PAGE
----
LANDERS — The Hi-Desert’s UFO history was celebrated with aluminum foil party hats during the Morongo Basin Historical Society’s “Area 62” fundraiser Sunday. The curious mingled with true believers for a day of weird facts, conspiracy fun and a thought-provoking film. There were also tables of good food and a field trip to Giant Rock and George Van Tassel’s visionary Integratron.
“We should be able to tell our history and we want to keep our history being documented,” Barbara Harris, hostess and Hi-Desert historian for all things extraterrestrial, commented. “We present the possibilities and the options, have an open mind.”
Jane Pojawa, a former director on the Cabot’s Pueblo Museum board, brought the low desert low-down with her presentation on “Interplanetary Spacecraft Visits in Desert Hot Springs and Surrounding Areas.”
Pojawa countered the official narratives about early Desert Hot Springs homesteaders Cabot Yerxa and his wife, which she said deliberately distance the renowned couple from any UFO connections. Her slide show included photographs of the Yerxas with the Van Tassels at their Giant Rock home and airstrip. She described recordings made by Cabot that detailed the accounts of ET encounters told by attendees at the Giant Rock UFO conferences.
“There’s nothing shameful about having the UFO connection in the desert,” Pojawa said. “It’s fun and it’s quirky and it’s a draw for tourism. But people also come here for health and spirituality reasons, they have that questing mindset. There is a synergy when people come together.”
Filmmaker Rich Newey showed his professional short film, “Blue Highway,” a moving story about a family man with cancer and his search for a cure that takes him through local landmarks like the windmills, the Joshua Tree Retreat Center and Giant Rock.
“I was researching another film and trying to get a handle on UFOs and the kind of film we wanted to make,” Newey explained. “We heard about the Integratron and Giant Rock and I was so inspired about what I saw out here, I fell in love with the area. I was able to get my good friend, actor Chris Mulky who was just in ‘Captain Phillips,’ to star in this film.”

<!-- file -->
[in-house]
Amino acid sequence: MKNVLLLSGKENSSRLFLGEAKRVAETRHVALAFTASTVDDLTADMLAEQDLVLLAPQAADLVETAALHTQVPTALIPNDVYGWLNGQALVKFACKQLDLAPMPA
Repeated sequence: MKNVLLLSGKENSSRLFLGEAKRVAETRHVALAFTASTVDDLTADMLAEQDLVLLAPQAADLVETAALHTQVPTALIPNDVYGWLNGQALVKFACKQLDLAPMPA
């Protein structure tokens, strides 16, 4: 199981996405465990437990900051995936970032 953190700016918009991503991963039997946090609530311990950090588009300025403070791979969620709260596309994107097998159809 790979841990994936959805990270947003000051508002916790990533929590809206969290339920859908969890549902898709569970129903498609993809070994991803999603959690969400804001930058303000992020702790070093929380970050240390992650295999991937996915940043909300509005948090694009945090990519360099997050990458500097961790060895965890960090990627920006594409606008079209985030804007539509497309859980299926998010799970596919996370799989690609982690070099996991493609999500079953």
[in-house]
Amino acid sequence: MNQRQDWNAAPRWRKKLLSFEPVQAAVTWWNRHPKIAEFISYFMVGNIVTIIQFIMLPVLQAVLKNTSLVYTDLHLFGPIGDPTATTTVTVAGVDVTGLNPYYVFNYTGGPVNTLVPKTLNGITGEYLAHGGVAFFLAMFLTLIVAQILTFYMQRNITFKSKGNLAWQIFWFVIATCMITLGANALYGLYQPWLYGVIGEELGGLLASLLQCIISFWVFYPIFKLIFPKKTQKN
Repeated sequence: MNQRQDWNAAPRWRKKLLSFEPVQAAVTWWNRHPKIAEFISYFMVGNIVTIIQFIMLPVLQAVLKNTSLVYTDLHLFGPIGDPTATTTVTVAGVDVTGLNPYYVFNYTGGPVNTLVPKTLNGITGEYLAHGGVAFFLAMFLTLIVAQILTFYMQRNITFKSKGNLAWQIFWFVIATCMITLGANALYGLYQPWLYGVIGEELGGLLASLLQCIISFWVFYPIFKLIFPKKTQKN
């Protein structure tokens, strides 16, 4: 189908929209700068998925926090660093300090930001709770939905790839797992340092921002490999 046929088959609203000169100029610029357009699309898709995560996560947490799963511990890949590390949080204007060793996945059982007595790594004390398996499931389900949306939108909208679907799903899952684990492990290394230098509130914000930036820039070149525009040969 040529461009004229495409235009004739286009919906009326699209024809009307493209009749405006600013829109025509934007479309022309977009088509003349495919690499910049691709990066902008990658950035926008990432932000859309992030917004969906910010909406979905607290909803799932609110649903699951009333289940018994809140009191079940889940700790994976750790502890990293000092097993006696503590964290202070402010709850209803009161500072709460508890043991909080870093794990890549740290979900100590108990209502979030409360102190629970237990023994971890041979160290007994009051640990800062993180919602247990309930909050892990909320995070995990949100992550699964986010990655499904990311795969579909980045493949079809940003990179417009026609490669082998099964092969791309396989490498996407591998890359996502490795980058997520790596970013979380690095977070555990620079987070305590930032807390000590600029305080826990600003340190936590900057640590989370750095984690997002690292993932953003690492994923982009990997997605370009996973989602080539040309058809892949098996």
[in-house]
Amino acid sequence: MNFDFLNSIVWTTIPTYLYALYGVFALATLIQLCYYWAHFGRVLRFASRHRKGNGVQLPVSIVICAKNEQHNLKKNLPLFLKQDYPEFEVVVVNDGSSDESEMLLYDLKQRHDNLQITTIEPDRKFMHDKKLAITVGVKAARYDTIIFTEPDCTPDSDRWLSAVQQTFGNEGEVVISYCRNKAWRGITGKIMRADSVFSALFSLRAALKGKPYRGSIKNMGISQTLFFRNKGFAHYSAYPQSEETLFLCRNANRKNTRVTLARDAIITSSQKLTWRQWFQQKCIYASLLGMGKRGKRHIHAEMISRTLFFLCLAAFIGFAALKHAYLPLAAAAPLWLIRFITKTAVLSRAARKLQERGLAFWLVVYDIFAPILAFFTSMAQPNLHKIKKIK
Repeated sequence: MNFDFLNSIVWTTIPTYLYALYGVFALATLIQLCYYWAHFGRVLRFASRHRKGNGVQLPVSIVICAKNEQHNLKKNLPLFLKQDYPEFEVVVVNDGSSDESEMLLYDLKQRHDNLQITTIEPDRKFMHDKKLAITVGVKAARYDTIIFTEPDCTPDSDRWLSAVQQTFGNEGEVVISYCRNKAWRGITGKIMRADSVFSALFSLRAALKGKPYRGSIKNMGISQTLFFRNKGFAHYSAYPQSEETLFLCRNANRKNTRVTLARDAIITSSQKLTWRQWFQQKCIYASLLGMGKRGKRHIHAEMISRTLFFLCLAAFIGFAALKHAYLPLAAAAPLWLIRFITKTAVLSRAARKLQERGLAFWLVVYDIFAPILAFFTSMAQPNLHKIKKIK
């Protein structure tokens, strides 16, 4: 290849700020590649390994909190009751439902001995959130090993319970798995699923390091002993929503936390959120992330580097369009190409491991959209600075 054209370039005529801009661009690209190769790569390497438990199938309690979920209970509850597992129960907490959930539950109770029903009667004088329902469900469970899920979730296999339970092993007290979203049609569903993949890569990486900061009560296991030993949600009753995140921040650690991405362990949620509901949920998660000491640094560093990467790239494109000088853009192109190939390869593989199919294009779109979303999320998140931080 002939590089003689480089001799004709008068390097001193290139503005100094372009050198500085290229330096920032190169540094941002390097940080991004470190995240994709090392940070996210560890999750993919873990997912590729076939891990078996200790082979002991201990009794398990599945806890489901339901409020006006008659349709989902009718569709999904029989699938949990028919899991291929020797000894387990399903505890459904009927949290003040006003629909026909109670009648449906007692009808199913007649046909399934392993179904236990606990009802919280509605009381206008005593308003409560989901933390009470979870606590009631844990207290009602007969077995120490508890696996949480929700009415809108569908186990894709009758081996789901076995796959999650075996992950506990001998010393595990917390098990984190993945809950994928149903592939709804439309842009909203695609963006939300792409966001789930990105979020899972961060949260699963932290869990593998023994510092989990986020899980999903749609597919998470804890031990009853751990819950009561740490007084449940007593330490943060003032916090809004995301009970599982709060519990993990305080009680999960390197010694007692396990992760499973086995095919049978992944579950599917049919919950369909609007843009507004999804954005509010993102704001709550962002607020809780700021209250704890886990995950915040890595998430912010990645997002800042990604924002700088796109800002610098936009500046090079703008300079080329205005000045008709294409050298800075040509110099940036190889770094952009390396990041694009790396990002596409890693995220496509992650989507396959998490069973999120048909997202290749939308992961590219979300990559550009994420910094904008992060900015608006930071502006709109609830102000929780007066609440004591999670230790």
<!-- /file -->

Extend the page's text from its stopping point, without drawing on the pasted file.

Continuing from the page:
Newey said he saw a UFO with his mother when he was 11 years old.
“We were driving home to Bermuda Dunes, where we’re from, and when we were stopped at a stop sign we looked up and there was this silver orb, maybe 50 to 100 yards up, just hovering there,” Newey recalled. “We’re looking at each other and looking at this thing and wondering, is this real? Then in the blink of an eye it was just gone.
“Since then, I’ve been a big believer for sure,” Newey averred.
Newey brought a full contingent of his family to Area 62, and his dad, Donald, also witnessed unexplained phenomena one night as he was getting out of the swimming pool.
“I was looking north, and coming across the sky in the far distance was lights in a V-shape,” the elder Newey remembered. “I felt the hair go up my neck. I saw it three times as it went across the sky and I’m actually getting the chills now.”
Dorothy Newey, Rich’s aunt from Montreal, claimed she had a UFO experience during a sound bath at the Integratron four years ago.
“I came here for the healing but felt that I was taken in a UFO, it was so visual,” the Canadian said.
Sam and Kaye Cooke from Wisconsin were visiting Joshua Tree National Park, saw the event’s flyer at the Saturday farmers market and thought it would be fun.
“I have a friend in Belleville, Wisc., and they have UFO Day to celebrate the sightings there,” Kaye said. “And of course we’re true believers.”
Before the group caravaned on a field trip into the desert, Harris prepared the travelers with her presentation on “The Legend of Giant Rock.”
She told how the Native American people of the area considered the large standing stone a sacred place, fit for chiefs to commune with the mighty spirits. She retraced the modern saga of Charlie Reche, who homesteaded the property that he later sold to Van Tassel who erected the Integratron there in 1957.
Van Tassel had earlier made friends with Frank Critzer, the man who lived under Giant Rock, and acquired that property from the Bureau of Land Management after Critzer’s death. The Van Tassels created an airstrip and a diner at Giant Rock and held meditation meetings and UFO conventions there that regularly drew thousands.
“George Van Tassel died within weeks of having the Integratron ‘turned on,’” Harris said. “It will probably never be turned on as Van Tassel intended, but it’s being turned on now by the crystal bowls used in the sound baths as nutrition for the nervous system.”
When asked what she would say if she were contacted by an alien intelligence, Jenifer Palmer-Lacy of Joshua Tree answered that she wouldn’t say anything.
“I’d just listen,” Palmer-Lacy said with a smile.
Proceeds from the Area 62 fundraiser will go toward installing a concrete floor under the front portico that will be wheechair-accessible. For more information about the historical society, including making a donation or becoming a member, call (760) 364-2000 or log on to www.mbhs.net.